Windows ME (and by extension, i assume win2k)starts up with 80 MB of ram used. I know it can run fine with only 64 Megs, but that is a lot of memory. It seems like every new Windows requires another stick of RAM. I also think that much of the macOS is spent (for better or worse) in backwards compatability.

-Elendale (just my thoughts)

When free speech is outlawed, only criminals will complain.

[ Parent ]
Windows (2.50 / 2) (#35)
by nstenz on Tue Dec 12, 2000 at 01:20:01 PM EST

<short rant>Windows 95,98,ME != Windows NT/2000. The codebases split at Windows 3.1, and 95 implemented most of the Win32 API from NT later on... they're now trying to re-integrate the codebase for 2000 to take over the world, but right now, they're still separate and quite a bit different.</rant>

But anyhow... Windows 2000 Server requires 128 MB, and I don't remember about Professional (but I think it's less). As for Windows 98 SE, I have many machines that will use from 130-200 MB of memory with no programs loaded, straight from a cold boot. There may be a utility or two running, but nothing that would hog that much memory. I can only guess Windows is making use of the free memory as disk cache until the memory is actually needed, then swapping programs back into physical memory when necessary. Anyone else have an idea?

[ Parent ]
Actually (none / 0) (#57)
by Elendale on Tue Dec 12, 2000 at 09:18:03 PM EST

AFAIK, win98 does not report memory usage correctly. Due to a bug (which was, i believe, fixed in NT/ME/2k) it reported 100% or nearly 100% of memory was used. That might have been the problem, but then again i never claimed to be a windows expert.


When free speech is outlawed, only criminals will complain.

[ Parent ]
Memory Usage in Win9x (none / 0) (#72)
by jfpoole on Wed Dec 13, 2000 at 09:13:21 AM EST

I can only guess Windows is making use of the free memory as disk cache until the memory is actually needed, then swapping programs back into physical memory when necessary. Anyone else have an idea?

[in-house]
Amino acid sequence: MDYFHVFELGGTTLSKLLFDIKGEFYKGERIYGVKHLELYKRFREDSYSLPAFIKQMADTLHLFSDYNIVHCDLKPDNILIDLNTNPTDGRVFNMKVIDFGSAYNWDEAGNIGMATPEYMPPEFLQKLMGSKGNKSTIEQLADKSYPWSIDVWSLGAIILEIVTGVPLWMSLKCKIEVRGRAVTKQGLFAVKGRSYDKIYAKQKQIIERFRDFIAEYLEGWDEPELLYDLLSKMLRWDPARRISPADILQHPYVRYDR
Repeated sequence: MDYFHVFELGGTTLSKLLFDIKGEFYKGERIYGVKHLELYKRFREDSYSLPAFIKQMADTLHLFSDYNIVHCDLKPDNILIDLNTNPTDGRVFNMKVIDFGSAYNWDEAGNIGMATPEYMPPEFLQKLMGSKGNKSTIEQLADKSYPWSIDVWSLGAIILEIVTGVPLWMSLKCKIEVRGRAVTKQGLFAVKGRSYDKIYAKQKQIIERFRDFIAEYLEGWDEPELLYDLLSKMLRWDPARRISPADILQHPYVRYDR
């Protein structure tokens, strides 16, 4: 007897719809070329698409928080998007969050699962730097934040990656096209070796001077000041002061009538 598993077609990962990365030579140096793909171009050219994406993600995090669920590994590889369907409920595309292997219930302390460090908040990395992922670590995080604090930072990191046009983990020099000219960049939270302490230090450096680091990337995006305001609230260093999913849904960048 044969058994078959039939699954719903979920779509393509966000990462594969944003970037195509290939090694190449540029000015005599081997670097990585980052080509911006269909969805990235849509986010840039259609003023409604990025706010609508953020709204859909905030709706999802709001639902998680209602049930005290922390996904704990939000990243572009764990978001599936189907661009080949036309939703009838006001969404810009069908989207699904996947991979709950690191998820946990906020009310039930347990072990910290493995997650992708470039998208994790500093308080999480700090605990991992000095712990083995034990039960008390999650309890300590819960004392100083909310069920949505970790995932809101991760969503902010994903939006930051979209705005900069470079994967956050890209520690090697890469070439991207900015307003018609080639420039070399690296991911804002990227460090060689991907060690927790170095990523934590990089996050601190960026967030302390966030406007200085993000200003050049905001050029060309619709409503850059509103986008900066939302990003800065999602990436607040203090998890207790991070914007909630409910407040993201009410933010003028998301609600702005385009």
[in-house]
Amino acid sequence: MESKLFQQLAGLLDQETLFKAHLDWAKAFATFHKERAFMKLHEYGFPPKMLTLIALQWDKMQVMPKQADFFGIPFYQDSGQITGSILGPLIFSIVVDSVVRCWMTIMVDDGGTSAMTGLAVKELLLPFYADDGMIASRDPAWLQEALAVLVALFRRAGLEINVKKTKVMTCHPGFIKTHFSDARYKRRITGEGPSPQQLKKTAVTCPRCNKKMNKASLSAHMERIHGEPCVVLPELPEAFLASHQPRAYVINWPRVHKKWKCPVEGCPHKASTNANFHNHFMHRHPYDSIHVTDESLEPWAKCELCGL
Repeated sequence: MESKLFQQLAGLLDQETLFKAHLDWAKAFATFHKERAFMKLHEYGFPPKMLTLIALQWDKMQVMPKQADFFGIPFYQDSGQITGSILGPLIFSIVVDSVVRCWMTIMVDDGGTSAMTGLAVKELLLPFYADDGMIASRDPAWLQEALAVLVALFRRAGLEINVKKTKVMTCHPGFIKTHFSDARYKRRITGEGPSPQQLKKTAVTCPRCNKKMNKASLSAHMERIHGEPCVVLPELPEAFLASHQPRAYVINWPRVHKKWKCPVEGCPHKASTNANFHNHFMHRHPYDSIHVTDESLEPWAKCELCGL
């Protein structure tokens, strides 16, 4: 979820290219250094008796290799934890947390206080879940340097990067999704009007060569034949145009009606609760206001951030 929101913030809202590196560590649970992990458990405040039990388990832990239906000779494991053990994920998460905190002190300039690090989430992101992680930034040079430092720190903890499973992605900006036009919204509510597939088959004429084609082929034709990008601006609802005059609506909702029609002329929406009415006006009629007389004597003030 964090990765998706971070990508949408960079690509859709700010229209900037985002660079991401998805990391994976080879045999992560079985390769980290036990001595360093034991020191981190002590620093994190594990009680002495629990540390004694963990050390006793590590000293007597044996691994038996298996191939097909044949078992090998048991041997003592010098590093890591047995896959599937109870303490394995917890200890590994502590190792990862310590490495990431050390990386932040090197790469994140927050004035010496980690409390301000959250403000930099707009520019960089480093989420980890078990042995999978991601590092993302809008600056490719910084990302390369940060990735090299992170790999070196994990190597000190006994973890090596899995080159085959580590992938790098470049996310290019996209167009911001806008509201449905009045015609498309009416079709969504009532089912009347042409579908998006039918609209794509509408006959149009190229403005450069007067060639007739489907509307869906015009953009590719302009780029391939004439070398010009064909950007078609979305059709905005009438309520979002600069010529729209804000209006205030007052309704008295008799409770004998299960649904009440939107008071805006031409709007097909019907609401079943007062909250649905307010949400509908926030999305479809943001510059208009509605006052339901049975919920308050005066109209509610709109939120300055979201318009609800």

Win9x does indeed use free memory as a disk cache until it's requested by a program. So, while the memory used by the disk cache is reported as used, it's actually available for use by the applications. Note, though, that Windows will try and keep about 3MB around at all times for the disk cache, though.

As for the memory reporting problems another poster mentioned, there are some problems determining the amount of free memory in Win9x, simply because you have to take into account the amount of memory used by the disk cache. It's not hard, but it is another hoop to jump through.


[ Parent ]

Fear the treath from AOL users! (2.25 / 4) (#15)
by lastwolf on Tue Dec 12, 2000 at 08:02:18 AM EST

"[..] since the gov't thinks computers are a "huge threat" (sic) to society, why not have something to prove you know enough to use the machine."

So, you think the ones who don't know anything about the machine are a threat to society? The only ones I think of who can be are so called "geeks" and "hackers". And to me it seems they actually do know a lot about their systems. They care about them, want to understand them, build them and program them. They are the ones who understand networks, they are the treath to society. In the gov's eyes at least...
Though I don't think most AOL users would be.

LastWOLF "Take your wings, go out and fly.
Learn, read and soar the sky."

[ Parent ]
Modern complexity (4.50 / 4) (#21)
by Aquarius on Tue Dec 12, 2000 at 09:34:20 AM EST

[What if] the pilot of an airliner didn't have an intricate knowledge of his plane. Would you want to fly with him if he didn't know what everything did, or at the very least how to find out in big hurry for the really technical things. I sure wouldn't.
So, I take it that you never travel on planes, then?

Modern planes can't be flown efficiently without the help of computers. Fighter planes can't be flown at all without their help; you can fly a commercial plane solo without machine help, but the computers are constantly making minute adjustments to the fuel consumption and so on to make the plane fly as efficiently as possible.